Justice Department lawyers concluded that the landmark Texas congressional redistricting plan spearheaded by Rep. Tom DeLay (R) violated the Voting Rights Act, according to a previously undisclosed memo obtained by The Washington Post. But senior officials overruled them and approved the plan. The memo, unanimously endorsed by six lawyers and two analysts in the department's voting section, said the redistricting plan illegally diluted black and Hispanic voting power in two congressional districts....
"The State of Texas has not met its burden in showing that the proposed congressional redistricting plan does not have a discriminatory effect," the memo concluded. The memo also found that Republican lawmakers and state officials who helped craft the proposal were aware it posed a high risk of being ruled discriminatory compared with other options. But the Texas legislature proceeded with the new map anyway because it would maximize the number of Republican federal lawmakers in the state, the memo said.... The 73-page memo, dated Dec. 12, 2003, has been kept under tight wraps for two years. Lawyers who worked on the case were subjected to an unusual gag rule. The memo was provided to The Post by a person connected to the case who is critical of the adopted redistricting map. Such recommendation memos, while not binding, historically carry great weight within the Justice Department.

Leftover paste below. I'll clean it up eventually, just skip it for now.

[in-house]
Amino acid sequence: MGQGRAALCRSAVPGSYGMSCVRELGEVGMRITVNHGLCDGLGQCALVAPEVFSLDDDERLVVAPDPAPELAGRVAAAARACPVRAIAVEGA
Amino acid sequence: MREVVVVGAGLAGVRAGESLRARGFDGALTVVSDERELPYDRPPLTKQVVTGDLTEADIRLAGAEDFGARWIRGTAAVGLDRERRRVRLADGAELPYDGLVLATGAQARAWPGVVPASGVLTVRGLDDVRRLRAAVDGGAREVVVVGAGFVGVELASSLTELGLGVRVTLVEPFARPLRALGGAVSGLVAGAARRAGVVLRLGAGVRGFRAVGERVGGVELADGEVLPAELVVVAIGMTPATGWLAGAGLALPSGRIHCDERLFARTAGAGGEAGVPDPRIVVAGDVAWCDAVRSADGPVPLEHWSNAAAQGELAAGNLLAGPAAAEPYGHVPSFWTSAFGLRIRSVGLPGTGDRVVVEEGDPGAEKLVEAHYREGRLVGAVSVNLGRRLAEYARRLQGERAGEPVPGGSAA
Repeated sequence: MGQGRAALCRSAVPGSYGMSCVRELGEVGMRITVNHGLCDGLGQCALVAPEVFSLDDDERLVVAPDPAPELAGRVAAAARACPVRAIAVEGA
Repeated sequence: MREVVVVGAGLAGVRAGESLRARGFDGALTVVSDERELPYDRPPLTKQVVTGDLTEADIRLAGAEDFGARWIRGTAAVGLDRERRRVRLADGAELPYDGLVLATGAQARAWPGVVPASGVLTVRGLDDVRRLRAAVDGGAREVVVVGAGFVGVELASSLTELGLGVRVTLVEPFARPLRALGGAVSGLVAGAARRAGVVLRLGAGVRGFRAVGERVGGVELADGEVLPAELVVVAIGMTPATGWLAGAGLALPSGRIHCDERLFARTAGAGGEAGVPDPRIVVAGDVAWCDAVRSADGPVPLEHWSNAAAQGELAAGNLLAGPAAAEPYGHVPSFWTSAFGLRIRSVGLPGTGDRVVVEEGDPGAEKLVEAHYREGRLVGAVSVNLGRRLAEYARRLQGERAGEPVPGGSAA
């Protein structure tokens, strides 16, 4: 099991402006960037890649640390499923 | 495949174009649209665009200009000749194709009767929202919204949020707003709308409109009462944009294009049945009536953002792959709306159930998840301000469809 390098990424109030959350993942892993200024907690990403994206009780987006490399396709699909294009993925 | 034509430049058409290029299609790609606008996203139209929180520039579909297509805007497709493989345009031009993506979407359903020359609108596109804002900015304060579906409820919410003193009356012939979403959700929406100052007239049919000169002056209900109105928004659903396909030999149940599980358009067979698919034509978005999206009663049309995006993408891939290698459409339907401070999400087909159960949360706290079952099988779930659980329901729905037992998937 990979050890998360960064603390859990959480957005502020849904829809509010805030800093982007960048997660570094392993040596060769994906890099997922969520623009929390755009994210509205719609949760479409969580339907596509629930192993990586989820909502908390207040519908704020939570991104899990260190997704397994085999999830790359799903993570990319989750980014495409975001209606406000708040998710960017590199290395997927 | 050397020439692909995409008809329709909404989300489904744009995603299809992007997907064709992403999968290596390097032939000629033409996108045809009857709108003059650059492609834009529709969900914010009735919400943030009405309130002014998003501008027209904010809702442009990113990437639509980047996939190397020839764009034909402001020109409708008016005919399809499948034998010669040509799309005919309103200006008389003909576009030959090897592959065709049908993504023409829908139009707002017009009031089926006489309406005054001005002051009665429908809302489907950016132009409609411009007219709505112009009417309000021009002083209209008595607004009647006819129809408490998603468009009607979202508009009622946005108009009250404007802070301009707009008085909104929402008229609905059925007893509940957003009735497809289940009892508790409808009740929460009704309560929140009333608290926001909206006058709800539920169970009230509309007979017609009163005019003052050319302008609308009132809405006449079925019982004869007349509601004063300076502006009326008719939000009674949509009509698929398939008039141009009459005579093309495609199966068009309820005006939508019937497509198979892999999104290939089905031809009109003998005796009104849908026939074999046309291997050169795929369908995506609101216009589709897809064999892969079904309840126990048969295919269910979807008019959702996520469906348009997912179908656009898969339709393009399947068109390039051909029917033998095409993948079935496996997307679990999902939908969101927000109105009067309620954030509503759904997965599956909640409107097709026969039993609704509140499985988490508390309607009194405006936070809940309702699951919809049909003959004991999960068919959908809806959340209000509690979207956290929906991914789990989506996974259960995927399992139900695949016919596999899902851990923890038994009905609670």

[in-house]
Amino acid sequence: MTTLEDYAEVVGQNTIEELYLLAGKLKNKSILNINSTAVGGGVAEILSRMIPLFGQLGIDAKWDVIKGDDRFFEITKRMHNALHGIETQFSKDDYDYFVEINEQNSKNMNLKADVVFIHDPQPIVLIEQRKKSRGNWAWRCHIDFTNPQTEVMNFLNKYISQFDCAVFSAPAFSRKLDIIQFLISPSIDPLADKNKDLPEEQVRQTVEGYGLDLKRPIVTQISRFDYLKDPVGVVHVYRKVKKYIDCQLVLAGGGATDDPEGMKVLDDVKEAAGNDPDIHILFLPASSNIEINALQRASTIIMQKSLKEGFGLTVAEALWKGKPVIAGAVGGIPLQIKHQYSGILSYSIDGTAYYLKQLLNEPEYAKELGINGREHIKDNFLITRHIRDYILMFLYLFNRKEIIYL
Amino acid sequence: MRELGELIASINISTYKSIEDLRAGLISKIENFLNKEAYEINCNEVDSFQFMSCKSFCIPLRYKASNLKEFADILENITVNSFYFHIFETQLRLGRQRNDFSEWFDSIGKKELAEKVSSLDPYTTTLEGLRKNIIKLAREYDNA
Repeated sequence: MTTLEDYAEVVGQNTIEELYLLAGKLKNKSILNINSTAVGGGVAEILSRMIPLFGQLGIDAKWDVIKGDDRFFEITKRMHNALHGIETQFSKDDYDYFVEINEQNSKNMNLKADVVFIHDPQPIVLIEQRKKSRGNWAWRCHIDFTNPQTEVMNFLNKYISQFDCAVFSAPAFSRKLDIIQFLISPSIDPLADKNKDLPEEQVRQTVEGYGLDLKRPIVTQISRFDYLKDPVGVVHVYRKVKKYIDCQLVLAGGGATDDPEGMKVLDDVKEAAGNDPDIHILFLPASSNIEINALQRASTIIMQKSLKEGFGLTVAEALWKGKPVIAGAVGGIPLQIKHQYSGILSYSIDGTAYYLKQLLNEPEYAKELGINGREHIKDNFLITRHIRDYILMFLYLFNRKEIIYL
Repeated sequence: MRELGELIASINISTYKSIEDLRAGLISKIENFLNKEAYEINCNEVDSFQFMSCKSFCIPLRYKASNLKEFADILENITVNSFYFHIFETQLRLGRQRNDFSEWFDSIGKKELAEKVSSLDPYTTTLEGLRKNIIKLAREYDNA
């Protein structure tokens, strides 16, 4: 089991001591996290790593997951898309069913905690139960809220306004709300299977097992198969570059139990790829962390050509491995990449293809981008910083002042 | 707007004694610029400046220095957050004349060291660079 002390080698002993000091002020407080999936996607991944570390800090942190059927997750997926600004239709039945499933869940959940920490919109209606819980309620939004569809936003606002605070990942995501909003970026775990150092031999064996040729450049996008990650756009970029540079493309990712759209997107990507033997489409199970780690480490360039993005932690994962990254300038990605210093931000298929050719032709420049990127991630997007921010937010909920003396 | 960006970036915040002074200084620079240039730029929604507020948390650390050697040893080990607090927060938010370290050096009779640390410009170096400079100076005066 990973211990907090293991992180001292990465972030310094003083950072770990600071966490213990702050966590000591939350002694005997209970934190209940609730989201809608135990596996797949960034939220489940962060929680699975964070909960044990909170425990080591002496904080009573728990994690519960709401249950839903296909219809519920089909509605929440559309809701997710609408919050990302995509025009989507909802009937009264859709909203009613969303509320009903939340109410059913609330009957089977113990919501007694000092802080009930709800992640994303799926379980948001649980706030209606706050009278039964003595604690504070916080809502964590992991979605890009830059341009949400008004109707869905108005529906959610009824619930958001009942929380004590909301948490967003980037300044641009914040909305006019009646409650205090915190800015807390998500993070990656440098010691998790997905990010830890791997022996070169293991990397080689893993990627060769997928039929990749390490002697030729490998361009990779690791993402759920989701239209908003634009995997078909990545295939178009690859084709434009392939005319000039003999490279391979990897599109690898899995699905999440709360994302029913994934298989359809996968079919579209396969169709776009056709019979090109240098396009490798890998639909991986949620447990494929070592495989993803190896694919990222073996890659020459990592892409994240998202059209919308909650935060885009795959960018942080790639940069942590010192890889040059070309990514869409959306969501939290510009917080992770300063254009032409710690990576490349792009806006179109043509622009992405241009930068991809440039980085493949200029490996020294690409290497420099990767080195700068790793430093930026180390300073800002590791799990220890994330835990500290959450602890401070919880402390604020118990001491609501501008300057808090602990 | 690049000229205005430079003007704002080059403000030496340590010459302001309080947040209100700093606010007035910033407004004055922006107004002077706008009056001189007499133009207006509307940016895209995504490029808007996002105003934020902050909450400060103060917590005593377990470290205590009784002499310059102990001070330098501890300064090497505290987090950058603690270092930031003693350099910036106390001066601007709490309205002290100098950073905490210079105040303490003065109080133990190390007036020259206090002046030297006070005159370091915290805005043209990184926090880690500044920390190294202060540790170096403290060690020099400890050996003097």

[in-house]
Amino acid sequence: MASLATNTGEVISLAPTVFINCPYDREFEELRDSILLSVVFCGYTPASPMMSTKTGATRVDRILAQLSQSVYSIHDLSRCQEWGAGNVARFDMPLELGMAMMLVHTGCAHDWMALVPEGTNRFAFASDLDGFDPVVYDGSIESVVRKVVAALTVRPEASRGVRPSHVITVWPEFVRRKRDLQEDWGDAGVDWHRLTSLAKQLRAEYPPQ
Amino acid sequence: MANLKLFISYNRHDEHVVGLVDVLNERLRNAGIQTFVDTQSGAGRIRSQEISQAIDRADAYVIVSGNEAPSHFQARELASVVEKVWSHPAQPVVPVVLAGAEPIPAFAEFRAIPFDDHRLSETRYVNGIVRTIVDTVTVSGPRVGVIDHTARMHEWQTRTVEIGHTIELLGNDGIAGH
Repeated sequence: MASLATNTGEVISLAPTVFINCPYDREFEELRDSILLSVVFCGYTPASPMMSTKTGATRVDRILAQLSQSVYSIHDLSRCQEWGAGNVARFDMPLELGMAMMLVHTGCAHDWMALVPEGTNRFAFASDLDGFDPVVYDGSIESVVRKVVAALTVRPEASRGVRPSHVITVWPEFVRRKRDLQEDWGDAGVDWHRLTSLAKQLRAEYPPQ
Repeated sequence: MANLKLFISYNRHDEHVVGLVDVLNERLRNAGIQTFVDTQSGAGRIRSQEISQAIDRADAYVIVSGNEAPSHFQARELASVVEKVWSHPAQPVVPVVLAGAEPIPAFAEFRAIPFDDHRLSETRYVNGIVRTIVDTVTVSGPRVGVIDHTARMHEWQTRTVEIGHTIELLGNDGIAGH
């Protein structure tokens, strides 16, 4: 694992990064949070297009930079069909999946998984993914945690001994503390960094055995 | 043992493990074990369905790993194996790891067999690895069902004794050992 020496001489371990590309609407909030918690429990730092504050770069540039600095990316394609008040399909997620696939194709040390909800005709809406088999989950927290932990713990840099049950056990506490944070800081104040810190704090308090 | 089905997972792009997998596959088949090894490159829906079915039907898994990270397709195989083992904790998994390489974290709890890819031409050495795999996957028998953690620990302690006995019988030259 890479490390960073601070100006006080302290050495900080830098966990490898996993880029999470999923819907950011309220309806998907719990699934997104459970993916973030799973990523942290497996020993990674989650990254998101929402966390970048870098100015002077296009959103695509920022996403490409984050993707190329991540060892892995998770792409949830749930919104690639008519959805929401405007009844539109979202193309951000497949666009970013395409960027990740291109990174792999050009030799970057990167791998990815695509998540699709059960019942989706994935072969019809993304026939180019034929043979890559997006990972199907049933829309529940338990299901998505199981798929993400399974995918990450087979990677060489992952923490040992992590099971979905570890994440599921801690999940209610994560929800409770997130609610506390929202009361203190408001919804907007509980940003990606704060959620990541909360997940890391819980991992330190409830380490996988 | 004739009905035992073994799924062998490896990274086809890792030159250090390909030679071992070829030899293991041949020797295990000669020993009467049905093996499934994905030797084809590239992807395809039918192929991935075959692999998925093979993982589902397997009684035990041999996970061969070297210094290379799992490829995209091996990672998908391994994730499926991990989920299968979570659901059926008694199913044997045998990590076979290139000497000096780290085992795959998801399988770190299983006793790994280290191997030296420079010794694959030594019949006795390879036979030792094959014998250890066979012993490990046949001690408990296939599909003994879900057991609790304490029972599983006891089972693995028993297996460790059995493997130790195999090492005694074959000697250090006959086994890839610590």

Although public testimony and public opinion throughout the state were overwhelmingly against redistricting, the Lege passed the plan anyway (after quorum-busting Democrat legislators gave up their somewhat comical flight to Oklahoma and New Mexico to try to block it). I was one of hundreds of Texans who testified against redistricting at the Capitol into the wee hours of the night, giving the Republican legislators the benefit of the doubt that the public hearings were not just a farce. Now I know better.
Thanks to Ken Sain
for the heads-up.